“Everyone shall have the right to freedom of expression; this right shall include freedom to seek, receive and impart information and ideas of all kinds, regardless of frontiers, either orally, in writing or in print, in the form of art, or through any other media of his choice.”
And the Nebraska Attorney General protected doctors and pharmacists in Nebraska from their Boards, explicitly allowing them to prescribe HCQ and IVM. His opinion is a tour de force, which goes into detail about why the CDC, FDA and NIH guidelines are contradictory, unscientific and should not be followed. It should be cited in every case.
I went through some of this plus a lot of civil litigation. Great comments. I would add: never respond to legal challenges by yourself. Whoever is on the other end will see you as a soft target. Always use a lawyer. That said, you need to craft your responses and the rest of your defense. It’s your problem and you are overwhelmingly likely to be the smartest guy in the room. Average lawyer IQ is 115, for MDs, 125, nearly a standard deviation higher. If you don’t understand what they say, it’s their fault, not yours. They are working you.
Your lawyer is but a counselor. You are the only one who understands the entire situation: your plans, finances, insurance costs, reputation, etc. etc. Take charge but take advice from them as you would a radiologist.
If you find an attorney who is competent and cares, PAY them. Never be late. For all the others, have a low threshold for firing them. Any excuse will do. They may hit you with a big bill as retribution on the way out. You can often ignore this. You may have to write a threatening letter. They usually are ignoring your wishes, missed a deadline, or made some other mistake. Be creative.
Again, if you find someone with your own professionalism, hold them tight. The majority have little “patient first” ethical structure and the most kindly description of their species is opportunistic. If you smell someone taking advantage of you, they are. Draw limits and look around. No one is irreplaceable.
The last thing is that you will have to do all the work. Make the briefs, do the research, and cooperate by training your lawyers about the issues and sometimes the law. Expect this.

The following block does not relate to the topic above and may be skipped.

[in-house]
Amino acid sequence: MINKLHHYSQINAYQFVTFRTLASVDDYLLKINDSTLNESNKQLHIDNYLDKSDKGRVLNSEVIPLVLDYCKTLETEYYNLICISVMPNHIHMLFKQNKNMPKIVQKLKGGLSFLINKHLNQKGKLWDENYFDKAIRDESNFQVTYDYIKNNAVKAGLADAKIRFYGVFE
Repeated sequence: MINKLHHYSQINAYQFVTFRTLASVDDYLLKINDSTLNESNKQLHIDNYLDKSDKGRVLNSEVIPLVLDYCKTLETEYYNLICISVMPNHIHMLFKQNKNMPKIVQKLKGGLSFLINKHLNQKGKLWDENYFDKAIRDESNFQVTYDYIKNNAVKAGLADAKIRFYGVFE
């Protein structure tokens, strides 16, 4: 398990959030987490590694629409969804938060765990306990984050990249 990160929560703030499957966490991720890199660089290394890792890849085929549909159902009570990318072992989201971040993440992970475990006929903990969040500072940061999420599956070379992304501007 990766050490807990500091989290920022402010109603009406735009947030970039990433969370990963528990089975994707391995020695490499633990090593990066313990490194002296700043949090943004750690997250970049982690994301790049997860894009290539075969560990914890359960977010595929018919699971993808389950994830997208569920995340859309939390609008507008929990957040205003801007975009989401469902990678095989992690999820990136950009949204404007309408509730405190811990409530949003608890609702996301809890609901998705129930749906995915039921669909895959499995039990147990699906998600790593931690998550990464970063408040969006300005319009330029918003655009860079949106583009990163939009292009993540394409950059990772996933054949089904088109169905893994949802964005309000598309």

There are occasional situations where you have to hire a co counsel to watch the first one. I’m mentioning this not because it’s common, but so you can have it in your databank.
Meryl. I think this is important for every doctor challenging any medical board on these issues. Look up the “Hesinki Declaration” of the World Medical Association. Note that AMA is a member organization of the World Medical Association. The original ethics statement by the World Medical Association was adopted in 1964, it was revised and each time approved by the member organizations in each updating. Now the most recent approved version is 2013 which has precedence over all the other prior versions. In the 1964 version it says this: “In the treatment of the sick person, the doctor must be free to use a new therapeutic measure, if in his judgment it offers hope of saving life, reestablishing health, or alleviating suffering.”
Thus, when the NIH published their first guidance on Covid for practicing physicians, they said something like (paraphrased) “We recommend no treatment because the research has not been done, and we have no earthly idea what would help or hurt, so therefore, don’t do anything unless they turn blue from no oxygen, and then go ahead and admit to hospital and put them on a ventilator. If you want to prescribe meds, get them into a clinical trial and let them be a guinea pig for pharma, or lab rat, if you will.” I know it was not exactly that, but when I read it the first time, I was horrified, and I thought – there is no one with any ethics at all, for them to have said that – don’t treat. They are so totally enamored of clinical trials, they can’t treat without a randomized placebo controlled clinical trial they can’t treat patients who are in danger of dying because “we don’t know.” I would say, the WMA guidelines, which speak of treating if there is HOPE of saving a life or HOPE of alleviating suffering, to give it a try. A far cry from what NIH said. And this is even worse in that, back when it was SARS a few years back, Fauci at the time recommended HCQ for SARS, so now it is a different corona virus and he has no clue what could possibly work? And with Ivermectin, and HCQ both, there were enough positive trials early on and data from many countries to give “hope.” Hope of saving lives. The most recent iteration of the WMA ethics statement was very similar.